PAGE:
Wednesday, December 17, 2014
Love the way Anhingas spear a fish, then maneuver it until they can get it down their mouth. Quite a skill! Cannot believe the way their throat stretches. They are sometimes called the"snake bird" for how they swim almost submerged with just their neck sticking above water. Often they come out and rest after a meal. Female Anhingas have brown heads and necks, males have black heads and necks.
One of the fun things about photography is to be able to examine the details of the action shots you take. Photographed on Sanibel, FL with the Canon SX 50 camera.
Friday, December 12, 2014
Dark-eyed Junco in snow
To help your birds get through winter in areas of the country where there is severe winter weather, start with an excellent bird feeder set up. Make sure you include multiple Stokes Select® tubular, hopper, screen, and suet feeders filled with a variety of quality bird seeds and suet. Focus on providing black oil sunflower (which has a high oil, thus calorie count), seed mixes that contain a good amount of black oil sunflower and, for finches, Nyjer (thistle) seed. Also include suet which is a calorie-rich food that provides much needed energy for birds in cold weather.
Place feeders near cover so the birds can escape wind and cold. Near pines or other evergreens is ideal, especially if they face south. Place feeders on poles with squirrel baffles and locate them 12 or more feet from any place from which a squirrel can jump.
Clean off snow from feeders whenever it accumulates from a storm. This includes shoveling snow from under the feeders so ground feeding species like Mourning Doves, White-throated Sparrows and juncos can access seeds that birds drop from the above feeders. Consider using the snow blower to clear under the feeders if it is feasible. Some people make a big brush pile with a hollow middle inside and sprinkle seed on the ground in the middle of it so ground feeding species can get the seed. The more feeders you have, the more kinds of birds you will attract.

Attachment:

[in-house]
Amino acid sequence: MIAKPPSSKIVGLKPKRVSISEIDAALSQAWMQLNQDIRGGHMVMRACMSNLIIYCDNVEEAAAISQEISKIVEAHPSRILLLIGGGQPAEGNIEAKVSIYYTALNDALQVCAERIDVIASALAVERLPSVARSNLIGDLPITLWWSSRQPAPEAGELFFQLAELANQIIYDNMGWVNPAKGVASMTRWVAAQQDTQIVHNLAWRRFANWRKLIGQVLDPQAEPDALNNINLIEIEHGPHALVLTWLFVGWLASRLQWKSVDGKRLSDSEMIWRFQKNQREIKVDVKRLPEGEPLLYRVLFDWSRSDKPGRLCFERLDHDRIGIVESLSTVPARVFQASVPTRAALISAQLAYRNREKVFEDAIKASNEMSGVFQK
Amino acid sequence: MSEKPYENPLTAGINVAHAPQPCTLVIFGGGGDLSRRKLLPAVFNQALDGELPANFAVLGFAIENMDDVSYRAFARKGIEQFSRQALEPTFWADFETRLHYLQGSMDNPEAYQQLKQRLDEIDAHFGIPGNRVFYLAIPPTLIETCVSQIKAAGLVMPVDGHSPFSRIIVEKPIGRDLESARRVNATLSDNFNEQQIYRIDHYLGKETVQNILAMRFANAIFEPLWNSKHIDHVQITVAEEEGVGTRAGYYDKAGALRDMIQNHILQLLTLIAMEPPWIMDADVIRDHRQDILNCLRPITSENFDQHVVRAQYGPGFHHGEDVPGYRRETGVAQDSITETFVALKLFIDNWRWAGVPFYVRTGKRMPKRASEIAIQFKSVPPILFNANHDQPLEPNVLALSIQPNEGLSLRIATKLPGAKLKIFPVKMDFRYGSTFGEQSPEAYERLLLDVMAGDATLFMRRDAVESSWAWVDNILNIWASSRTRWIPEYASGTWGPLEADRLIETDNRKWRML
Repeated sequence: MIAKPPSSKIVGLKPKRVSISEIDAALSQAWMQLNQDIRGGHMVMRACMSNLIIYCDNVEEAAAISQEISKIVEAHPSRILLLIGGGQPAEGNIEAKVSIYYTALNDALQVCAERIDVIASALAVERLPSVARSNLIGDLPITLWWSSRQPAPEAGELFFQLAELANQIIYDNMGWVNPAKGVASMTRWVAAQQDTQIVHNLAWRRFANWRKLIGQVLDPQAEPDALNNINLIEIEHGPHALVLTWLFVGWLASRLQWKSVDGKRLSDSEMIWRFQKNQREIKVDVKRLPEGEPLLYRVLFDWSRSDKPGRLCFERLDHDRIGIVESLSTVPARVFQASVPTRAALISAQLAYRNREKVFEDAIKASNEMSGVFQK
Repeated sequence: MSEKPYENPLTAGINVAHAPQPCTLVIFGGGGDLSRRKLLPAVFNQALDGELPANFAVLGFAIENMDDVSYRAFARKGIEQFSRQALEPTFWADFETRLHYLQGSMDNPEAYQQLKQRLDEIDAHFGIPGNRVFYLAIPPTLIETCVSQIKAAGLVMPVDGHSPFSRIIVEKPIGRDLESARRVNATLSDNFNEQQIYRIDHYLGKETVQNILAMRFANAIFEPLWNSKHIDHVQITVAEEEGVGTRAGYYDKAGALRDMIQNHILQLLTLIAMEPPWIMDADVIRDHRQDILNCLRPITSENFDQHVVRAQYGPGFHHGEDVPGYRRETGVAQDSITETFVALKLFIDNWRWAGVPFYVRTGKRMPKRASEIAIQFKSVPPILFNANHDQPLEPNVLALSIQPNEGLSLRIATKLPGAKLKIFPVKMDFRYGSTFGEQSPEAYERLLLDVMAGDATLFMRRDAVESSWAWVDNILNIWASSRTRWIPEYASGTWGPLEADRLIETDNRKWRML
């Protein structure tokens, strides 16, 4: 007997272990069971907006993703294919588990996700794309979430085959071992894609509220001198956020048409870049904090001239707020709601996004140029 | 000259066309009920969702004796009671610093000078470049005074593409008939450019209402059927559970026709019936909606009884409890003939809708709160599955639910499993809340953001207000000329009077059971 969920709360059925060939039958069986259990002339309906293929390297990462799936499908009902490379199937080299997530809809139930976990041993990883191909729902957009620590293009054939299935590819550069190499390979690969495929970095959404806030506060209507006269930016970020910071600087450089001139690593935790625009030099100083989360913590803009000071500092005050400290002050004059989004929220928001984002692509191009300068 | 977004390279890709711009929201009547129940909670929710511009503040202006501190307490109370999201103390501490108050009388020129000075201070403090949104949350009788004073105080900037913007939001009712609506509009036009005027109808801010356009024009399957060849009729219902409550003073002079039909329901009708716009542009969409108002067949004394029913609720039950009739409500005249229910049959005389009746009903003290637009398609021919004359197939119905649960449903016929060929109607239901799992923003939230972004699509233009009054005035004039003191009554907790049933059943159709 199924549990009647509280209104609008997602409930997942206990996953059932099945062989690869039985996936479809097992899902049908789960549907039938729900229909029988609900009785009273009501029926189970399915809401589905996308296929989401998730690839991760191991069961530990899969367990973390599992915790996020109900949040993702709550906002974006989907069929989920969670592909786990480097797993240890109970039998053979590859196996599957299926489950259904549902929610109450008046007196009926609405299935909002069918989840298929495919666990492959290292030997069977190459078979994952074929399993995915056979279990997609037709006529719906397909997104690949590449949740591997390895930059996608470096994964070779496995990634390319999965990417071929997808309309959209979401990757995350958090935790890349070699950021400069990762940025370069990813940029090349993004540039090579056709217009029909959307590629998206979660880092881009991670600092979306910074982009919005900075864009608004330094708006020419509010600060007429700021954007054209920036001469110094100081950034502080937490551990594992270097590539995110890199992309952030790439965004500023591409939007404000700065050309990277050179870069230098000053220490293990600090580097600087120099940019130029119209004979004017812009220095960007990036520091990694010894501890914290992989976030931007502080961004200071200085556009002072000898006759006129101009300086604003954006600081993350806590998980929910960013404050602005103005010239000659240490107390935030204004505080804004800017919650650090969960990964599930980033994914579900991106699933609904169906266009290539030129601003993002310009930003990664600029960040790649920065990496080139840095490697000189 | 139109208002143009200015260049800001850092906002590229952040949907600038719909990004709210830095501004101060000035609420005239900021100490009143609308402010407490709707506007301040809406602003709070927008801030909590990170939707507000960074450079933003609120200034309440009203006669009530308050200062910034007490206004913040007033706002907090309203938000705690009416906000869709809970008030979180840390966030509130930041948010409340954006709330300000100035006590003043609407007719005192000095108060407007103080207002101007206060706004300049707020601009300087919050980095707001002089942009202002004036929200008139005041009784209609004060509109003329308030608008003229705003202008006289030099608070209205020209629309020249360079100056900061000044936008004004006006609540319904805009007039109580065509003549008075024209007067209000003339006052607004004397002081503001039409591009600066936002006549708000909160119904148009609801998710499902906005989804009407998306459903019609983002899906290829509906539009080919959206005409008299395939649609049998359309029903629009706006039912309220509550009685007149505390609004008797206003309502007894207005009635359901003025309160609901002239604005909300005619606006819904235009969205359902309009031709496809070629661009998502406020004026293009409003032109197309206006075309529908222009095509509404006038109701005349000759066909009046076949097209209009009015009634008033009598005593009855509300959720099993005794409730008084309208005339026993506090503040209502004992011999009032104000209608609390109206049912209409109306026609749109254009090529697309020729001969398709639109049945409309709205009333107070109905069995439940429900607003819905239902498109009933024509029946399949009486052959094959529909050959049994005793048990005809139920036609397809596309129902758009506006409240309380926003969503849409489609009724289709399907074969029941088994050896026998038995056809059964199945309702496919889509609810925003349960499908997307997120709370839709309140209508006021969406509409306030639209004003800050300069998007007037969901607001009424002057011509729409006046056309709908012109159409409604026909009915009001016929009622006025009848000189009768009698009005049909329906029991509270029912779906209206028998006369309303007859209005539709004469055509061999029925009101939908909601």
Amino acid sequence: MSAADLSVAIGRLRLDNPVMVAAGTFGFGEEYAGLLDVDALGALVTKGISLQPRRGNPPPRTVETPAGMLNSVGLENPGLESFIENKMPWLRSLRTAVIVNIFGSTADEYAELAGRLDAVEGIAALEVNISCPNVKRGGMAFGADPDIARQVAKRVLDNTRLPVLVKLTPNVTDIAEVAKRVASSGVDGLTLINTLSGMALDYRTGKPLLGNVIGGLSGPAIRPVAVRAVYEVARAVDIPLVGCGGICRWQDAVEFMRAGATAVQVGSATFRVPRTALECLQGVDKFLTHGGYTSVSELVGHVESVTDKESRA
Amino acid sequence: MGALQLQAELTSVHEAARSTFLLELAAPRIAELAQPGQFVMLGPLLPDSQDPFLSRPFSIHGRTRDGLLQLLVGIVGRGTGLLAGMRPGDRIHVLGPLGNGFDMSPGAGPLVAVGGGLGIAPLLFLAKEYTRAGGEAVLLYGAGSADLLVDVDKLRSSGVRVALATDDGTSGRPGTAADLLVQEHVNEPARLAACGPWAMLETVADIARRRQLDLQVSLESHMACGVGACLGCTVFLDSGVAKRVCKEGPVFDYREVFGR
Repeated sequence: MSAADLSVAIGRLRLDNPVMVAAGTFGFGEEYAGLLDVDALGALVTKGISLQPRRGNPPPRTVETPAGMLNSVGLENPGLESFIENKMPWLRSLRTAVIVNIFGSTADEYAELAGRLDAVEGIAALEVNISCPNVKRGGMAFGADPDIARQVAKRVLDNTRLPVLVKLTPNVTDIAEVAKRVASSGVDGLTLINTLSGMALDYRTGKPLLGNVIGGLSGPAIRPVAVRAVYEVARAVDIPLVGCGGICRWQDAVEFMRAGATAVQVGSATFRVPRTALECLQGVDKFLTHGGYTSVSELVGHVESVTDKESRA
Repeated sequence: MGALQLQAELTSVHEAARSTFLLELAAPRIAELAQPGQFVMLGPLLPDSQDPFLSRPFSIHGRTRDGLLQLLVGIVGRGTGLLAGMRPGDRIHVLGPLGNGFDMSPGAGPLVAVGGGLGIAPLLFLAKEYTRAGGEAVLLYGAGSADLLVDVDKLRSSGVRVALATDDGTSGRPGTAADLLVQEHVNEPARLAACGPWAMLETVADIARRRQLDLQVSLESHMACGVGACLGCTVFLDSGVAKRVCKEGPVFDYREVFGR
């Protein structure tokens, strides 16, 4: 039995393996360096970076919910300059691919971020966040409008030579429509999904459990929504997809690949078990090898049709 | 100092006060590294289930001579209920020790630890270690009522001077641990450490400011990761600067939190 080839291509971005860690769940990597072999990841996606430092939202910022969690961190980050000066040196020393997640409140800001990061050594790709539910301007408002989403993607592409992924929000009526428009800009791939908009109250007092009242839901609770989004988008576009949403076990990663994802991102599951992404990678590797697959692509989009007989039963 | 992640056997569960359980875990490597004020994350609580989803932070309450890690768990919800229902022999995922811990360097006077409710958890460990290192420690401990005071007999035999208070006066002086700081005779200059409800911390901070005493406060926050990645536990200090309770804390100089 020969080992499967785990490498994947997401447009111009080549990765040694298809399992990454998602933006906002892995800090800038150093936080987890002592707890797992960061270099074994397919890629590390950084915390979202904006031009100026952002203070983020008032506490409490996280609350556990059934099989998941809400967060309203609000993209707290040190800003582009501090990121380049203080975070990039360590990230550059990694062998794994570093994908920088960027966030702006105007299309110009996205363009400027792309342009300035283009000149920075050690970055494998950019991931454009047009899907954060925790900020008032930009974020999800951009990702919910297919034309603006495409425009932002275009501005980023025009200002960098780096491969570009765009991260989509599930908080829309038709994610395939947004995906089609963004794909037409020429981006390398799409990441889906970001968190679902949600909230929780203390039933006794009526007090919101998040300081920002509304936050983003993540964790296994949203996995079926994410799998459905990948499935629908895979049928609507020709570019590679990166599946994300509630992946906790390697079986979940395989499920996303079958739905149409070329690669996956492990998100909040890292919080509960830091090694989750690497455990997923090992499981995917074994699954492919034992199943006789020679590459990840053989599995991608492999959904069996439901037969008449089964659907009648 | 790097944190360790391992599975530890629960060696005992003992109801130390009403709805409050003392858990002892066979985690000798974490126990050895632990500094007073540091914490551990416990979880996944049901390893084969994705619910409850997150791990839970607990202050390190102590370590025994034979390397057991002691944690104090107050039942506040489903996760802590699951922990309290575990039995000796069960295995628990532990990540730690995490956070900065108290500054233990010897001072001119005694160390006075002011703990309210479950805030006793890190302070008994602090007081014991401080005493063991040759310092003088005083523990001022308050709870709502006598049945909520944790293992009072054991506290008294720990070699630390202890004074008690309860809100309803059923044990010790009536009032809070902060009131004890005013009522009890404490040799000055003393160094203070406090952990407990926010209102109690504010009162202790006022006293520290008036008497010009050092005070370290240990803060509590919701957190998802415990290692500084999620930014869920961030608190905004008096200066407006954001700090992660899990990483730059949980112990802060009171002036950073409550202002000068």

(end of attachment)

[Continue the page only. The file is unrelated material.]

Once you finish shoveling the snow go inside, pour a cup of hot chocolate, get out your binoculars and, though the window, watch a lot of happy birds flock to your feeders.
And if you're looking for Chirstmas gifts for the bird lover, get our just published new Stokes Essential Pocket Guide to the Birds of North America. With 250 species and over 580 stunning photos, it contains all the birds you will see at your feeders and the essential ones beyond.
Buy Now! The Stokes Essential Pocket Guide to birds of North America
Sunday, December 07, 2014
Snowy Egret eye up close, wow! This is an uncropped photo. That's what a Canon SX 50 super zoom camera with the long telephoto lens will allow you to photograph without disturbing the bird.
This snowy was preening and sitting on a fishing pier rail, so graceful.
You can see the feathers on its bill from preening.
And, at the other end, what golden slippers!! Those feet are so cool. Interesting how the toes on the right foot have black marks. There are so many details you can notice when you take photos like these. It gives you a whole new perspective on a bird.
Portraits of a Snowy Egret through my lens. These are the things about this bird that caught my eye to photograph. Look beyond the obvious when taking your photos.